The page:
Sometimes, there arises an occasion when all you can really say to describe a performance is “it was really, really dope” and leave it at that. Such an occasion came about with the flawless King Gizzard show at Astra Kulturhaus Wednesday, March 7th, but I promise to do my best.
For starters, any possible personal qualms with the show came from the fact that the venue was overly packed making it difficult to see and sometimes even move. Then there was the even more personal qualm that it seemed a bit unnatural to see King Gizzard playing in such a large, “normal” venue after being lucky enough to see them in a small intimate space outdoors with a minimal audience a few years back.
It just wasn’t the same, and their music seems much more suited to festival-like venues in the summertime. But I recognize that I was spoiled and can’t be selfish and expect hundreds of people not to come to see the Australian music wizards. They are truly phenomenal and give anyone who believes they were born in the wrong decade the chance to experience some real motherf***in’ music. So thanks, guys. From all of us.
The openers were smooth, sexy Cali-based Mile High Club playing slow sensual grooves
The openers were smooth, sexy Cali-based Mile High Club playing slow sensual grooves (a few from their joint album with King Gizzard, Visions of East Brunswick) which provided a nice contrast to the powerful, mind-blowing main act. Some might argue it was maybe even a little too slow-paced, to the point of being completely overshadowed by what followed, but I enjoyed the build-up.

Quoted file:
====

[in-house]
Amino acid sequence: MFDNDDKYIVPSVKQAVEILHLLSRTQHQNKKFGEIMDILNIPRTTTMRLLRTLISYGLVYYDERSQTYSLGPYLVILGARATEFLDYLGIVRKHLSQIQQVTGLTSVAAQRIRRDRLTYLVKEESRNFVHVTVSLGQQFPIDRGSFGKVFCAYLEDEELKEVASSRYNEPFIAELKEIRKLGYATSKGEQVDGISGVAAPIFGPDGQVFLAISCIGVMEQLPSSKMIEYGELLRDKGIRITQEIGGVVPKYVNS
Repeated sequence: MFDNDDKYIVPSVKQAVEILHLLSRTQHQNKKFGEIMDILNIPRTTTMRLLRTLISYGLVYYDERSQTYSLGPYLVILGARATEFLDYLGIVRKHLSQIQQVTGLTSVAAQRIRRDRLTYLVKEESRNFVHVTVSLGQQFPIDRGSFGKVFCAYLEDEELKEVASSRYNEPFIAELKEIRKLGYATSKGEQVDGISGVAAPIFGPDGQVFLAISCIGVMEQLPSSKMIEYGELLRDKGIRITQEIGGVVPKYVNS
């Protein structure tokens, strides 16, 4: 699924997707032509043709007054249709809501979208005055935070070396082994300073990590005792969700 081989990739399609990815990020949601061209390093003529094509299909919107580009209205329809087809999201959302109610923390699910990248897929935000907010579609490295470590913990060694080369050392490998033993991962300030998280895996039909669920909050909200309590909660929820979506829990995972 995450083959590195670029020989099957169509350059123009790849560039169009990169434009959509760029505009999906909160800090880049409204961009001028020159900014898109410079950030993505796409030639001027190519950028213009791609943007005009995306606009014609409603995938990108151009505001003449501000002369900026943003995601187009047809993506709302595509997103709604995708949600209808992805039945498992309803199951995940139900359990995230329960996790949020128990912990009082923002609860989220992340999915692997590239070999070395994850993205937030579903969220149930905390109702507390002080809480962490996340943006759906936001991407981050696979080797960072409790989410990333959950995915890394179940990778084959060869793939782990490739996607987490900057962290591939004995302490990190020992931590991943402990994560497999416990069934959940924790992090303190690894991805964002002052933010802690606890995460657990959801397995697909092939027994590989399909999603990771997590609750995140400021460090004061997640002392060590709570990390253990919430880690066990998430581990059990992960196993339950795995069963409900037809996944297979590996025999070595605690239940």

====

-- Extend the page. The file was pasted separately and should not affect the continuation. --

King Gizzard’s set was divided into two-parts: microtonal and normal music, which was not especially apparent until after the show when I heard about it, but some of their most recent releases have been experimentations with microtonal music, so I found this interesting.
going through their repertoire from one or two popular early tunes to assorted tracks from their FIVE NEW ALBUMS!
I’m quite honestly at a loss for how to describe what I saw other than to say that with a backdrop of electrifying roller-coaster visuals, the band literally powered through a full 19 fully-psychedelic songs (often lasting over five minutes each) going through their repertoire from one or two popular early tunes (“Cellophane”) to assorted tracks from their FIVE NEW ALBUMS!
Front-man Stu Mackenzie violently handled the guitar like in the heyday of rock’n’roll, endlessly switching instruments and demonstrating his next-level skills; though all members certainly pulled their weight skill-wise.
allowing dozens of audience members to stage-dive and dance around them without batting an eyelash
They also spoke to the audience in a laid-back manner, joking around amongst themselves, allowing dozens of audience members to stage-dive and dance around them without batting an eyelash, and even losing one of the band members to crowd-surfing and gently asking the audience, “um can we have Alex back, please?”
All of this up to the last number in the show where the band was joined by King Khan stripping and improvising lyrics, and a child playing the tambourine, all band members laughing, audience seemingly confused about what was happening but enjoying every minute. These elements combined into King Gizzard’s very best effort to turn this sold out show and constrictive venue into an intimate and expansive experience for their audience.